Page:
Bil’s rating (out of 5): BB.5.
USA, 1973. Rastar Pictures, Bright-Persky Associates. Screenplay by Stewart Stern. Cinematography by Gerald Hirschfeld. Produced by Jack Brodsky, Gilbert Cates. Music by Johnny Mandel. Production Design by Peter Dohanos. Costume Design by Anna Hill Johnstone. Film Editing by Sidney Katz. Academy Awards 1973. Golden Globe Awards 1973. National Board of Review Awards 1973. New York Film Critics Awards 1973.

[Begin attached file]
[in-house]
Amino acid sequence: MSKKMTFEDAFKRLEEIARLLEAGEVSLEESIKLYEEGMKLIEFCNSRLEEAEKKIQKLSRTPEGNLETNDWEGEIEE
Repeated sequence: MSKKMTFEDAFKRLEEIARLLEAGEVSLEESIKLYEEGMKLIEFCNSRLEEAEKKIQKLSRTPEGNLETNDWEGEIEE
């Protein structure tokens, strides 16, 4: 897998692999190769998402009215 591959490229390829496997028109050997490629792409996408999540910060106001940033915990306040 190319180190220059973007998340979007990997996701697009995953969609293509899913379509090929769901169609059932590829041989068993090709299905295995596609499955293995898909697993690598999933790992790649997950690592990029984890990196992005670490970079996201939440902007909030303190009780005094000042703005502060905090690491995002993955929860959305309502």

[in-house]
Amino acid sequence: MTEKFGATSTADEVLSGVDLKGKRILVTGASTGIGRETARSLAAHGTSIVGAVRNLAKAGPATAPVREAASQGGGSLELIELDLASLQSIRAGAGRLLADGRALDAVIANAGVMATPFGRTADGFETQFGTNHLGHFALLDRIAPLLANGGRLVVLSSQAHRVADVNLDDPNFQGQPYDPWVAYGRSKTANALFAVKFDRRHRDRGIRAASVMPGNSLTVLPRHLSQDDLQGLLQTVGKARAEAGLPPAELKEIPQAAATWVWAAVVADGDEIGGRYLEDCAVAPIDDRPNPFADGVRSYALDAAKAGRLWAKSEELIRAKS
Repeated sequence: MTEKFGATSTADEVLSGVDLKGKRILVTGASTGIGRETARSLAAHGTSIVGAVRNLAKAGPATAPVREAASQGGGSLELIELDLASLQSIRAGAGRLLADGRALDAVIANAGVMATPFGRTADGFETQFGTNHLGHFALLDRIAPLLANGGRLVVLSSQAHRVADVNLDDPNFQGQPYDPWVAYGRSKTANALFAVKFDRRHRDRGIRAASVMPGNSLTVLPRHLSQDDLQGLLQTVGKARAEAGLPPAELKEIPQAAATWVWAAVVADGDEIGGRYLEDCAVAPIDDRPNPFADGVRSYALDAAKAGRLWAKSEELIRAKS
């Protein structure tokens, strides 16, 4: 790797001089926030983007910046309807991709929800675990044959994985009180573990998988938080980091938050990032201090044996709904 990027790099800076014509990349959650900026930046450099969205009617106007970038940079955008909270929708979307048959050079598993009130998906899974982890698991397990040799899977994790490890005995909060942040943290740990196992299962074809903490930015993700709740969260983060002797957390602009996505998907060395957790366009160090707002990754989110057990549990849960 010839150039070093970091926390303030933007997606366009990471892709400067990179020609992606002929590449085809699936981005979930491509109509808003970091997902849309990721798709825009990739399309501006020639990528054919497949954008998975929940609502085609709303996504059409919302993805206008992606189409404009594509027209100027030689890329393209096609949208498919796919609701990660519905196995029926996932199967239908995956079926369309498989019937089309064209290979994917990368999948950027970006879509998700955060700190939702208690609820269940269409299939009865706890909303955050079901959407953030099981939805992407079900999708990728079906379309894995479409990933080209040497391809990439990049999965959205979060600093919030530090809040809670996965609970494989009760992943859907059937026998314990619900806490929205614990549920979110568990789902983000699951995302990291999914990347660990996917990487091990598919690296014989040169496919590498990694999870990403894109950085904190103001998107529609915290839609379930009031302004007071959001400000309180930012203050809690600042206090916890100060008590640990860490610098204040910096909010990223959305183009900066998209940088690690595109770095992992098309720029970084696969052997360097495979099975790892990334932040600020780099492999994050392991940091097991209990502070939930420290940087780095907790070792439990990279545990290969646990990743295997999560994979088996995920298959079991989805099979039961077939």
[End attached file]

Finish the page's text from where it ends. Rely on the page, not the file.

Joanne Woodward plays a posh New York housewife who is at odds with her stylish, outgoing mother (Sylvia Sidney in a brief but wonderful performance). After a personal tragedy occurs out of the blue, Woodward finds herself reevaluating her entire life: she has to deal with the sale of her grandparents’ farm property that she spent time at as a child, she has ambivalent feelings about her absent, openly gay son, she has never been much comfort to her hard-edged daughter and is noticing the increasing lack of intimacy with her optometrist husband (Martin Balsam). Deciding to get away from it all, the couple head to Europe, first to London where she’s haunted by flashbacks of the past (including an intense, though, not necessarily satisfying, scene in the London tube), then to Bastogne where Balsam deals with his own memories of serving there in World War II. One of a series of films made in the seventies that pitted a lone, contemplative woman against her own middle-aged regrets, this is not the standout of its type, it doesn’t have the acerbic humour or depth of An Unmarried Woman, and has a number of elements that don’t quite add up, from the attachment to her pastoral youthful memories to a rather incongruous dream sequence that she experiences while watching Bergman’s Wild Strawberries. Director Gilbert Cates fared better with a character-based chamber piece three years earlier in I Never Sang For My Father, here the script isn’t as strong, but what it does have going in its favour is exceptional performances. Woodward’s brilliant subtlety pairs beautifully with Balsam’s intelligent bluster, while Sidney, despite only being in about twenty minutes of the film, steals the operation right from under them with her unforgettable, instantaneous dazzle.